While I do not think that his mtDNA can help us at this time to determine from where his immediate maternal line ancestors came from, I will demonstrate what we do know about U3a2 because I find it interesting and also because in the future, this same type of analysis could yield more insight (if he has more geolocated relatives on the YFull MTree)
According to a simplistic centroid computation I have implemented for the soon-to-be-released Haplogroup Research Analytical Suite, the center of diversity for U3a2 is in the Middle East.
I plan to update the centroid calculation algorithm to take regional sample rate into account, though this feature might be postponed until after the initial release.
Some samples from Europe pull the centroid further west but I think if sample rate were taken into account, the centroid would end up closer to Iran and the Caspian Sea.
Sample from Hungary splits J2b-Z1043>..>Y29721
A sample from Tolna County, Hungary that I began testing in Dec 2020 has been found, through a la carte SNP testing, to split the lineage J2b-Y29721.
I had concluded the initial round of testing after confirming he was positive for J2b-Y29721 and negative for a SNP defining the only known subclade.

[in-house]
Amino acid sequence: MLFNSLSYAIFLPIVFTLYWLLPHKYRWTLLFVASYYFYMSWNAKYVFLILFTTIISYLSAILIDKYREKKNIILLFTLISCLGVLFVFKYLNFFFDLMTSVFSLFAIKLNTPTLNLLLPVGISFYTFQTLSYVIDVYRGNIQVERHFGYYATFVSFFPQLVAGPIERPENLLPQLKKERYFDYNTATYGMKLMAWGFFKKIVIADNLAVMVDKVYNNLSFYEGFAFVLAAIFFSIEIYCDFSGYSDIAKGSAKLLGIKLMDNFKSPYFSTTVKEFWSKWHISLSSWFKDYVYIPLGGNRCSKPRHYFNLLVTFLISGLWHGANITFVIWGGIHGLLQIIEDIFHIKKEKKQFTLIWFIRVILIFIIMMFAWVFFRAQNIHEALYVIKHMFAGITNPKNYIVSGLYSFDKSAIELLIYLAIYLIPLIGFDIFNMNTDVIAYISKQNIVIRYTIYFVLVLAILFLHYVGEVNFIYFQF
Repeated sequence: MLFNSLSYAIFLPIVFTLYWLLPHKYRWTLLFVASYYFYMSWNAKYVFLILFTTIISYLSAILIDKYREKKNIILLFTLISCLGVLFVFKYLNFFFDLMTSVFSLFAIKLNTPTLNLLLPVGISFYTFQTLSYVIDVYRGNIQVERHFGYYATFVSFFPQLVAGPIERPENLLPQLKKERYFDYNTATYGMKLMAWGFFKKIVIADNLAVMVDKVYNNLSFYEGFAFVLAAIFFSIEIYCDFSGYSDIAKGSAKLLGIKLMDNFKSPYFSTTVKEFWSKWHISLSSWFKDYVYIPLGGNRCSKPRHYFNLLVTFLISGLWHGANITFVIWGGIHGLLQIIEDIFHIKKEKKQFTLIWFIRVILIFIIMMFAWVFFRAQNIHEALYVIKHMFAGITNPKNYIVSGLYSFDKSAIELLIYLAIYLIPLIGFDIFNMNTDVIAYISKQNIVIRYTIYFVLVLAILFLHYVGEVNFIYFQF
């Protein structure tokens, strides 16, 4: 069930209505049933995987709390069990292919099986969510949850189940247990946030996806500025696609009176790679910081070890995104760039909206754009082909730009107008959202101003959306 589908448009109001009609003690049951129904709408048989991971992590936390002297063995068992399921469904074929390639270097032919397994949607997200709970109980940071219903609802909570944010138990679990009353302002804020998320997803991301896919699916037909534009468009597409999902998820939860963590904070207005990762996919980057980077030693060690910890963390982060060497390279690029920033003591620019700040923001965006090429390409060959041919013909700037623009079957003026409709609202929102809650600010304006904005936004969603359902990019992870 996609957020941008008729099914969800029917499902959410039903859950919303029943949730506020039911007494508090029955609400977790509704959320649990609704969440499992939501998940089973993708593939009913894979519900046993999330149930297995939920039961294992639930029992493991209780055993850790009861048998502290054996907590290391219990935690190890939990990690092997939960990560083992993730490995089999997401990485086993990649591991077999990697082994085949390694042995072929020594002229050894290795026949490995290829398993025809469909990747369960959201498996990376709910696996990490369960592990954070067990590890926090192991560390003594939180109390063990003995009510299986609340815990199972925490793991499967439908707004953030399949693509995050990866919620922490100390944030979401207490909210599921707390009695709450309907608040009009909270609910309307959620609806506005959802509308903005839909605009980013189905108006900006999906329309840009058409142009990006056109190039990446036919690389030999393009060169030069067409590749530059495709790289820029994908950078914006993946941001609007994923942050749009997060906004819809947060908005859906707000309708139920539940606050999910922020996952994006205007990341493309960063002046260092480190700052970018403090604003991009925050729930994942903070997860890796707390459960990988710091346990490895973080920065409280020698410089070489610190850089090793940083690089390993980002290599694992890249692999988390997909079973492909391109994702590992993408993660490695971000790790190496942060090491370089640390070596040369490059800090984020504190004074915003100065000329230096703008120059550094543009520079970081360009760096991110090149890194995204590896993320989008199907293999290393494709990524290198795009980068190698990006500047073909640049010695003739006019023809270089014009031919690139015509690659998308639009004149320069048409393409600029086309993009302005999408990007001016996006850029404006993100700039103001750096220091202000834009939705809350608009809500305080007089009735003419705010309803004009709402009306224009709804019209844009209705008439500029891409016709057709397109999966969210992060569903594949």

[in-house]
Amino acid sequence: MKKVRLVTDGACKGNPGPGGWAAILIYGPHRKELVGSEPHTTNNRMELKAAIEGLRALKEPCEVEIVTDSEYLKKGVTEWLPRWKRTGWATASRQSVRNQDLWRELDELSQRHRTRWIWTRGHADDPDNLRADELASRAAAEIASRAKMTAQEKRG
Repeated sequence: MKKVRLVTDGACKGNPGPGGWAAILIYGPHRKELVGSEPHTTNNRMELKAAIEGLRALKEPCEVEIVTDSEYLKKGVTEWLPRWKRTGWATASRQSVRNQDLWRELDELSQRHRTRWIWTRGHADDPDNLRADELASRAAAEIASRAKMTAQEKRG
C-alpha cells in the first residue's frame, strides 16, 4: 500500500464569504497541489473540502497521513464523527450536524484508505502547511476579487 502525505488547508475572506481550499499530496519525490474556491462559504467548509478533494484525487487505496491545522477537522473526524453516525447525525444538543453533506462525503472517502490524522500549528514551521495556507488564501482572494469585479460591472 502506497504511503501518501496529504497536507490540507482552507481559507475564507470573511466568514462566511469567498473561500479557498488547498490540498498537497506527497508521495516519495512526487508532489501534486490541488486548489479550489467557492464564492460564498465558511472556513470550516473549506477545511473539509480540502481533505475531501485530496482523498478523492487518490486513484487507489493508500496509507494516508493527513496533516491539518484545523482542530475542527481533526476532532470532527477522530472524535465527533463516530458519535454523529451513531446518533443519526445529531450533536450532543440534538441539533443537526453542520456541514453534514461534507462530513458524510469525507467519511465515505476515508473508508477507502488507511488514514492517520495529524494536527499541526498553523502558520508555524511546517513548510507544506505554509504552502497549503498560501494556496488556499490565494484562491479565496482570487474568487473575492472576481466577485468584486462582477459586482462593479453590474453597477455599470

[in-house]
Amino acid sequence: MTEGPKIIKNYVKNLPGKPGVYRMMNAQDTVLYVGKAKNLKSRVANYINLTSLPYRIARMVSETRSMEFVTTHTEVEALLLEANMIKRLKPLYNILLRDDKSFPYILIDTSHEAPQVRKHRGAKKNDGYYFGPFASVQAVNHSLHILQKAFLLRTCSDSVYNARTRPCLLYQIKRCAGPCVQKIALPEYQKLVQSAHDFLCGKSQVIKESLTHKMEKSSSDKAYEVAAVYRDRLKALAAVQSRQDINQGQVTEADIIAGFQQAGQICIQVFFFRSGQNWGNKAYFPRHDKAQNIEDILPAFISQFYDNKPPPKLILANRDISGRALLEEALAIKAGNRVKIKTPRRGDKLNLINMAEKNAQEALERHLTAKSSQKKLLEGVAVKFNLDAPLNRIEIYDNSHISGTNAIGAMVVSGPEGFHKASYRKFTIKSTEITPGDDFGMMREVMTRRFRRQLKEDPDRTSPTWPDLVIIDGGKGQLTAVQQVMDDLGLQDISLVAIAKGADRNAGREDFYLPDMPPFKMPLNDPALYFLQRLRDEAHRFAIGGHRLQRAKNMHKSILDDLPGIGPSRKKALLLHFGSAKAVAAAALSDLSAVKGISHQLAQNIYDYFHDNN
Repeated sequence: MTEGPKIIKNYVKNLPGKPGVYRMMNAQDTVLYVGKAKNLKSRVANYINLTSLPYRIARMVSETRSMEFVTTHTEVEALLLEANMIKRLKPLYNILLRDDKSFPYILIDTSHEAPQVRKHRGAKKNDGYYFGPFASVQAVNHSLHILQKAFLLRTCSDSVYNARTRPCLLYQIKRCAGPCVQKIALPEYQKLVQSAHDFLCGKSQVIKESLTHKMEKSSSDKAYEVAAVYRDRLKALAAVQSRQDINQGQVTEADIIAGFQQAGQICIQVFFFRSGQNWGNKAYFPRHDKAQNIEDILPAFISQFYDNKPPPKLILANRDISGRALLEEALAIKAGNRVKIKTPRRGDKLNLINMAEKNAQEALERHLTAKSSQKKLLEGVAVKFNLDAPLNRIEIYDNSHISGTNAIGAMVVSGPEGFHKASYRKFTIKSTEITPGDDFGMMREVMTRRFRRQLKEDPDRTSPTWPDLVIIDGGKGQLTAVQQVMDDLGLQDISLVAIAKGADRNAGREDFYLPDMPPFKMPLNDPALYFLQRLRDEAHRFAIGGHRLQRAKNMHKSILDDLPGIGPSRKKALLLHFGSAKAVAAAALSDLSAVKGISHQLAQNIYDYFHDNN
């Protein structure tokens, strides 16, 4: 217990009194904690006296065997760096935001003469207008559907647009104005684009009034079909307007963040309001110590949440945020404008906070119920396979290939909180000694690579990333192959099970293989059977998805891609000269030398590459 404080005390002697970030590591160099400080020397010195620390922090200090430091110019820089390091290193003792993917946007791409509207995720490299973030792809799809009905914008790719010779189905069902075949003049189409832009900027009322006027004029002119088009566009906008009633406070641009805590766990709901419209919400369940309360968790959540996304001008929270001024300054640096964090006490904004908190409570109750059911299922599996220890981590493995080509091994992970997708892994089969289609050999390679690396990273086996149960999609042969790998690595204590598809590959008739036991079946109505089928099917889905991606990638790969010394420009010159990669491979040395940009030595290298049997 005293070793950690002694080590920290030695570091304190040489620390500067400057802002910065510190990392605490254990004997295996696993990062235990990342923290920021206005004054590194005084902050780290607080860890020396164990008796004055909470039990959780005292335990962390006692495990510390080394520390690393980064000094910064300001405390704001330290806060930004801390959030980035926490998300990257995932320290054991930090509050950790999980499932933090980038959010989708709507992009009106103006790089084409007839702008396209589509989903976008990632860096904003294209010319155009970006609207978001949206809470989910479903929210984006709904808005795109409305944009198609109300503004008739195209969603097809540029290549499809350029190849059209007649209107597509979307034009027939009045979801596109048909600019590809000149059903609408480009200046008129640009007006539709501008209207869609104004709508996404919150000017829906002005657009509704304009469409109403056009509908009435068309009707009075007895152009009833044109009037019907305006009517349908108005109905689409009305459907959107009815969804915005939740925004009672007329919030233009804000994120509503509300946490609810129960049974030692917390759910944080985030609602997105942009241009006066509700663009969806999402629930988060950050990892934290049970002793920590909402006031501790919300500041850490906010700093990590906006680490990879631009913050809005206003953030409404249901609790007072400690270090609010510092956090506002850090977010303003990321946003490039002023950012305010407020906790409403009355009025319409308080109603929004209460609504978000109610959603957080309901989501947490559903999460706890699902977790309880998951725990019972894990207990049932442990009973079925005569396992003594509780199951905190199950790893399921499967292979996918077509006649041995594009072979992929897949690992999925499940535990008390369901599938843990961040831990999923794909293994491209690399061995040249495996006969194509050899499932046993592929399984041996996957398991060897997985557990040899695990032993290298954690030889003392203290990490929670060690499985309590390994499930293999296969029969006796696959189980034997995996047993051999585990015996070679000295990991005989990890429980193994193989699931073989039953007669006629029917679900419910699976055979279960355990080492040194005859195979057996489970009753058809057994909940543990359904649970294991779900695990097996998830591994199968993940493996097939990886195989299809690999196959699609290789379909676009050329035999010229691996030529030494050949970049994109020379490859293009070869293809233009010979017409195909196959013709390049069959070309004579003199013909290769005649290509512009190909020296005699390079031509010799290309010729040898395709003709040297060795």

Recently, in preparation for a conference presentation about the more eastern-shifted child J2b-Y29718, I decided to order two additional SNPs at the J2b-Y29721 level. This result of these tests is that the man is confirmed positive for two SNPs yet negative for one at the J2b-Y29721 level.
I'll be presenting about this subclade in Chorzow 15:40 – 16:10 on Thursday, April 20th, 2023.
So if he is upgraded to WGS, his YFull analysis would split the J2b-Y29721 branch.
YFull estimates that 20 SNPs were accumulated in a 300 year period for J2b-Y29721. I find this estimate problematic unless most of these SNPs were actually the result of a single mutation event (for example like one I describe here - https://phylogeographer.com/six-or-seven-at-one-blow-an-a1b1-and-j2b-y33795-tale/). I do not have the time at the moment to check the positions but anyone interested can look them up manually on YFull or YBrowse.